Frequency of Suctioning Better Gauge for Decannulation Than Capping

By Gene Emery

September 10, 2020

(Reuters Health) - Using the frequency of tracheostomy suctioning -- less than twice every 8 hours -- combined with continuous high-flow oxygen therapy can get patients breathing without the tube 7 days faster than conventional decannulation based on 24-hour capping plus intermittent high-flow oxygen therapy, a study in The New England Journal of Medicine has concluded.

The test is the first large randomized trial to compare the two techniques for determining when decannulation can be safely done once conscious patients have been weaned from mechanical ventilation for at least 24 hours.

"This protocol not only accelerates decannulation, but also accelerates recovery of extra functions, and that increases comfort like swallowing and phonation," chief author Dr. Gonzalo Hernandez Martinez of the Virgin of Health University Hospital in Madrid told Reuters Health in an email.

He predicted that if the results are confirmed, "everybody everywhere will face the need to change their practice on tracheostomized patients."

The study was done on 330 patients in five intensive care units in Spain. The median time to decannulation was 6 days based on suctioning frequency versus 13 days with capping.

In addition, incidence of pneumonia was 59% lower, the rate of tracheobronchitis was 35% lower and the duration of hospitalization was 23% shorter.

The rate of decannulation failure was comparable between the two groups.

"The most plausible explanation for this result is that capping trials are highly demanding, thus delaying the time to decannulation as reflected by the high proportions of patients with capping trials that failed and of patients with weaning failure," the Hernandez team writes in the Journal.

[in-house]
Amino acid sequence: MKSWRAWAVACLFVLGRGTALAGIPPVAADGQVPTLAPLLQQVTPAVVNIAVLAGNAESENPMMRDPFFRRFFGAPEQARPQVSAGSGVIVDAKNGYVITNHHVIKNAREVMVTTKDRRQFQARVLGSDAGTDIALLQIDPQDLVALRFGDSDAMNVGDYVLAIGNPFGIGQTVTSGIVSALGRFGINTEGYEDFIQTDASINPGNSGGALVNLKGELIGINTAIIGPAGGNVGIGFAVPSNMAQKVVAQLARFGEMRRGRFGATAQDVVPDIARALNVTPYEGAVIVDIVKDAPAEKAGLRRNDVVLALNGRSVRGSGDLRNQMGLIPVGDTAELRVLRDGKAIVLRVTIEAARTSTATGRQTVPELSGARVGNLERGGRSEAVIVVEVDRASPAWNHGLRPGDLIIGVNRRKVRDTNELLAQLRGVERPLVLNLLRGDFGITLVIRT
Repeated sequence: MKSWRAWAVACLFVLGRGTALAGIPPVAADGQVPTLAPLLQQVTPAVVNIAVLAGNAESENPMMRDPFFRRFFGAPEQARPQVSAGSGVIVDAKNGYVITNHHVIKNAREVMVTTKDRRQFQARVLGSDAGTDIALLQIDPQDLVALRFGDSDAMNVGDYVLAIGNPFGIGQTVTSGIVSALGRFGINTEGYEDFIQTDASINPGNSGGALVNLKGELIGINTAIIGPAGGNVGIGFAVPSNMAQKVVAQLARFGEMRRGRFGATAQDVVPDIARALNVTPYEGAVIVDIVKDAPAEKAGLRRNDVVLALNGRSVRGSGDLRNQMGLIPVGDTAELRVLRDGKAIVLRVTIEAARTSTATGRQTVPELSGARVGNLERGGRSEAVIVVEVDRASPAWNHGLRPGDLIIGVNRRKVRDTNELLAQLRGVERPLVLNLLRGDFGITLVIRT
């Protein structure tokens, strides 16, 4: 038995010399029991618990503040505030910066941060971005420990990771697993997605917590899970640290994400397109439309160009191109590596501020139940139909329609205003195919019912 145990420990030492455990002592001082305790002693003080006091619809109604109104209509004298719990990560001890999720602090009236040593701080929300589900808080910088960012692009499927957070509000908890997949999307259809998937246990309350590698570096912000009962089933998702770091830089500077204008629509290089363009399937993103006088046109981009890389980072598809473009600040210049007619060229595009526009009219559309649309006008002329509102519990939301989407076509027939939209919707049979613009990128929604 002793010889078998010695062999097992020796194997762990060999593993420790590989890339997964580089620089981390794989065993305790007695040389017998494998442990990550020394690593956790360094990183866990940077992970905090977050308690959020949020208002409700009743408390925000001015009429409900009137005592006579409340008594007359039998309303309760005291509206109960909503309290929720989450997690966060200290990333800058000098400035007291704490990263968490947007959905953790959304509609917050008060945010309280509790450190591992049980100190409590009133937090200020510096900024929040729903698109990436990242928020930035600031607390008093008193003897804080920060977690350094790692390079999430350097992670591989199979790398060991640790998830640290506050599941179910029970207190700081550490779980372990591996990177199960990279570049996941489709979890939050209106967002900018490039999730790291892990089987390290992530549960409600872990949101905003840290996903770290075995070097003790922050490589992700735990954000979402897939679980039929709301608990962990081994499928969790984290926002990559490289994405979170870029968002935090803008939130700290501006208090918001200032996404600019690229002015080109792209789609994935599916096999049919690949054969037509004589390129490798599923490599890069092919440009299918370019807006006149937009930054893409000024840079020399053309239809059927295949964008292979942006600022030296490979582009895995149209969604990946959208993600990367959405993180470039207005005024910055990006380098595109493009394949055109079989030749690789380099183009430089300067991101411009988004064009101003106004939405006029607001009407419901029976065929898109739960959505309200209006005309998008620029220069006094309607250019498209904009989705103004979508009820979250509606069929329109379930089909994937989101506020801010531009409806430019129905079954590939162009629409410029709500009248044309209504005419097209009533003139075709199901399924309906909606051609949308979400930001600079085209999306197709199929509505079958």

"In addition, failure on capping trials preceded infection episodes and weaning failure, a finding that suggests that failure on capping trials could lead to a sequence of clinical deterioration," they said.

Whether the results can be applied to patients in the United States is uncertain.

In an editorial in the Journal, Dr. Daniela Lamas of Brigham and Women's Hospital in Boston noted that all the patients in the study were in the ICU. In the U.S., "patients are often transferred to post-acute care facilities for weaning from a mechanical ventilator and for decannulation . . . (where) the ratio of nurses and respiratory therapies to patients probably differs."

"To obtain broader applicability, these results might be reproduced in a long-term care setting," Dr. Lama said.

She also noted that "it will be a challenge to overcome clinical resistance and inertia in adopting a more aggressive protocol when the standard care does not result in clear harm."

Dr. Hernandez, an ICU physician, agreed that the findings may not be broadly accepted at first.

"I think this study will generate love or hate feelings," he said. "My unit has embraced the protocol, after years of research and education, but many centers around haven't."

He said the results show that, "What makes a doctor feel safe with his or her patient is not always the best for the patient."

In the intention-to-treat analysis, patients whose decannulation was timed to their suctioning frequency had their tubes removed from an interquartile range of 5 to 7 days. The range was 12 to 14 days in the capping group.

Decannulation failure occurred in 2.4% of patients in the suctioning-frequency group and in 5.6% of patients in the capping group, a non-significant difference.

Pneumonia rates were 4.1% in the experimental group and 9.9% with capping. Tracheobronchitis rates were 18.9% and 29.2% respectively. The differences were not statistically significant, although the researchers said they were "noteworthy."

The median hospital stay was 48 days when the suctioning standard was used and 62 days when capping served as the standard.

Another factor in the study might have been that "the patients in the intervention group spent more time receiving high-flow oxygen therapy than those in the control group, who received high-flow oxygen therapy when the tube was not capped. As the authors note, it is possible that the heated humidification of high-flow oxygen decreased the frequency of suctioning events. It is not clear how much of a role that played in the trial outcomes," Dr. Lamas said.

The study is known as REDECAP.

SOURCES: https://bit.ly/3lW7N0S and https://bit.ly/3h9wgMG The New England Journal of Medicine, online September 9, 2020.

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